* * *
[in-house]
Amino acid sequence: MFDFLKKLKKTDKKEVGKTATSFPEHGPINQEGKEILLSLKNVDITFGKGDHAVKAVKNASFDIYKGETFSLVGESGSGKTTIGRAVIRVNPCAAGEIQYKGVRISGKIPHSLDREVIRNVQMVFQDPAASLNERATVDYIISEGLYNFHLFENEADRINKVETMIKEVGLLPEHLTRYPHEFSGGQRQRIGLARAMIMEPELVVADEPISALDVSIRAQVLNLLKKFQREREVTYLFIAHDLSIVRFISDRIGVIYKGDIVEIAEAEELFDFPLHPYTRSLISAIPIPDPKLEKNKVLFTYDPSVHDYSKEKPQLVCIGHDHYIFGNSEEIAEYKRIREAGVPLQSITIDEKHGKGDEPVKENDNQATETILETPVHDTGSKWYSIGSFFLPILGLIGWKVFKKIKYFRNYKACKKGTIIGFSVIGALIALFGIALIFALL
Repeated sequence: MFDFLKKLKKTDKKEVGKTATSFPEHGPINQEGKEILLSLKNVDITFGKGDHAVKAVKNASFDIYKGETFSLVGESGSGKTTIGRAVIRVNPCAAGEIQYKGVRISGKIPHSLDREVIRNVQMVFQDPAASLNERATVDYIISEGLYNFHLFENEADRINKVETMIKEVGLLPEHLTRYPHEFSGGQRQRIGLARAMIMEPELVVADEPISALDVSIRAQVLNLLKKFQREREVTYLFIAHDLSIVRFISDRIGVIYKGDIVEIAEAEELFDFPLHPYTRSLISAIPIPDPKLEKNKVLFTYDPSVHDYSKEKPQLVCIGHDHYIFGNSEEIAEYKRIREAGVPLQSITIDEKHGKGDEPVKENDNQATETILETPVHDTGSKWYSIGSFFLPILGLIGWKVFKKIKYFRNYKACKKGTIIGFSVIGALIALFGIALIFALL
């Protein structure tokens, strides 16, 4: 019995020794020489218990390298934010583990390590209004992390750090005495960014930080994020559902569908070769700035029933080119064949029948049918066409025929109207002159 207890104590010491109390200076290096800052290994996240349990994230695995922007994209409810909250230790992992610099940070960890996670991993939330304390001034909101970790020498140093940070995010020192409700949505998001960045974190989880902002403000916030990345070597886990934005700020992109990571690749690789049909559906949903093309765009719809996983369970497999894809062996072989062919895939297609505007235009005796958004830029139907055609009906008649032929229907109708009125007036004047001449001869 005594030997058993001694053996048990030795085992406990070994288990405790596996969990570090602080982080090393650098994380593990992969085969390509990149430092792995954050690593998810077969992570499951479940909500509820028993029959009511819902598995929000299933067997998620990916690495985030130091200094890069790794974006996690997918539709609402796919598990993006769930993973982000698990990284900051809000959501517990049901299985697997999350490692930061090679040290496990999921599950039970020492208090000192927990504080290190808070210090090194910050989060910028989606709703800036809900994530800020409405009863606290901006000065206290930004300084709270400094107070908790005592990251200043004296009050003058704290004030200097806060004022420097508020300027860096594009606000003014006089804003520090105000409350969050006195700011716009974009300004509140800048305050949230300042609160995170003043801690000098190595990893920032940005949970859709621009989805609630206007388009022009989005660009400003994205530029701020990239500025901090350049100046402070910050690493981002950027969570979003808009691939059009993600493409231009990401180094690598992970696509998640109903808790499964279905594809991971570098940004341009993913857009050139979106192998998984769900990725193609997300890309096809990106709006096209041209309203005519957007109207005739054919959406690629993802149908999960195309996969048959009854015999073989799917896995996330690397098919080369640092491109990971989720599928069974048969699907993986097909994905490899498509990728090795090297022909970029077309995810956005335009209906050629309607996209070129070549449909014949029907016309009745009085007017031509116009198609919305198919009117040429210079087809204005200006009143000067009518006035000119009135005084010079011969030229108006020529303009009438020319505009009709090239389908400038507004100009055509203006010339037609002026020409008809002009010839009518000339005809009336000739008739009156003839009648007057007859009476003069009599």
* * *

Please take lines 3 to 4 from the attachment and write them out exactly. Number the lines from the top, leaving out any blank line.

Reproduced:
Repeated sequence: MFDFLKKLKKTDKKEVGKTATSFPEHGPINQEGKEILLSLKNVDITFGKGDHAVKAVKNASFDIYKGETFSLVGESGSGKTTIGRAVIRVNPCAAGEIQYKGVRISGKIPHSLDREVIRNVQMVFQDPAASLNERATVDYIISEGLYNFHLFENEADRINKVETMIKEVGLLPEHLTRYPHEFSGGQRQRIGLARAMIMEPELVVADEPISALDVSIRAQVLNLLKKFQREREVTYLFIAHDLSIVRFISDRIGVIYKGDIVEIAEAEELFDFPLHPYTRSLISAIPIPDPKLEKNKVLFTYDPSVHDYSKEKPQLVCIGHDHYIFGNSEEIAEYKRIREAGVPLQSITIDEKHGKGDEPVKENDNQATETILETPVHDTGSKWYSIGSFFLPILGLIGWKVFKKIKYFRNYKACKKGTIIGFSVIGALIALFGIALIFALL
């Protein structure tokens, strides 16, 4: 019995020794020489218990390298934010583990390590209004992390750090005495960014930080994020559902569908070769700035029933080119064949029948049918066409025929109207002159 207890104590010491109390200076290096800052290994996240349990994230695995922007994209409810909250230790992992610099940070960890996670991993939330304390001034909101970790020498140093940070995010020192409700949505998001960045974190989880902002403000916030990345070597886990934005700020992109990571690749690789049909559906949903093309765009719809996983369970497999894809062996072989062919895939297609505007235009005796958004830029139907055609009906008649032929229907109708009125007036004047001449001869 005594030997058993001694053996048990030795085992406990070994288990405790596996969990570090602080982080090393650098994380593990992969085969390509990149430092792995954050690593998810077969992570499951479940909500509820028993029959009511819902598995929000299933067997998620990916690495985030130091200094890069790794974006996690997918539709609402796919598990993006769930993973982000698990990284900051809000959501517990049901299985697997999350490692930061090679040290496990999921599950039970020492208090000192927990504080290190808070210090090194910050989060910028989606709703800036809900994530800020409405009863606290901006000065206290930004300084709270400094107070908790005592990251200043004296009050003058704290004030200097806060004022420097508020300027860096594009606000003014006089804003520090105000409350969050006195700011716009974009300004509140800048305050949230300042609160995170003043801690000098190595990893920032940005949970859709621009989805609630206007388009022009989005660009400003994205530029701020990239500025901090350049100046402070910050690493981002950027969570979003808009691939059009993600493409231009990401180094690598992970696509998640109903808790499964279905594809991971570098940004341009993913857009050139979106192998998984769900990725193609997300890309096809990106709006096209041209309203005519957007109207005739054919959406690629993802149908999960195309996969048959009854015999073989799917896995996330690397098919080369640092491109990971989720599928069974048969699907993986097909994905490899498509990728090795090297022909970029077309995810956005335009209906050629309607996209070129070549449909014949029907016309009745009085007017031509116009198609919305198919009117040429210079087809204005200006009143000067009518006035000119009135005084010079011969030229108006020529303009009438020319505009009709090239389908400038507004100009055509203006010339037609002026020409008809002009010839009518000339005809009336000739008739009156003839009648007057007859009476003069009599």